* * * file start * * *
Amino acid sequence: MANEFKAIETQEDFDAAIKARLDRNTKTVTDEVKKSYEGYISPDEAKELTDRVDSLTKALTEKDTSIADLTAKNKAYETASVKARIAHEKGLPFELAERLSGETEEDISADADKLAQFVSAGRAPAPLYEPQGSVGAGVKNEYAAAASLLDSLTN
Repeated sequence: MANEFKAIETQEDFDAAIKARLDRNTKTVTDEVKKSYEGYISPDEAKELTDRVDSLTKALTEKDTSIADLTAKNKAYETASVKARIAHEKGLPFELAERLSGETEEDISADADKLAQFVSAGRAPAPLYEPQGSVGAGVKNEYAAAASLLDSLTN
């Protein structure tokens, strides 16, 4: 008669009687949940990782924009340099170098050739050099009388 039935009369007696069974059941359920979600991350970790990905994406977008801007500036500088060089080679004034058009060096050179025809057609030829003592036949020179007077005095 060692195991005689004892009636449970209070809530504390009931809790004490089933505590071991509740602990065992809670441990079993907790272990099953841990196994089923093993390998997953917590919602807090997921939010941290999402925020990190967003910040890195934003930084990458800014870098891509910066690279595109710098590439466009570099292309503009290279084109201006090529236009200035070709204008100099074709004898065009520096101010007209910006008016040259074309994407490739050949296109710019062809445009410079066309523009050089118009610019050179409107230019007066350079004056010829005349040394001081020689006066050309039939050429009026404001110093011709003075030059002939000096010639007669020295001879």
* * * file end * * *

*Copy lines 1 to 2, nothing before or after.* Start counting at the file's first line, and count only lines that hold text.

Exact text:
Amino acid sequence: MANEFKAIETQEDFDAAIKARLDRNTKTVTDEVKKSYEGYISPDEAKELTDRVDSLTKALTEKDTSIADLTAKNKAYETASVKARIAHEKGLPFELAERLSGETEEDISADADKLAQFVSAGRAPAPLYEPQGSVGAGVKNEYAAAASLLDSLTN
Repeated sequence: MANEFKAIETQEDFDAAIKARLDRNTKTVTDEVKKSYEGYISPDEAKELTDRVDSLTKALTEKDTSIADLTAKNKAYETASVKARIAHEKGLPFELAERLSGETEEDISADADKLAQFVSAGRAPAPLYEPQGSVGAGVKNEYAAAASLLDSLTN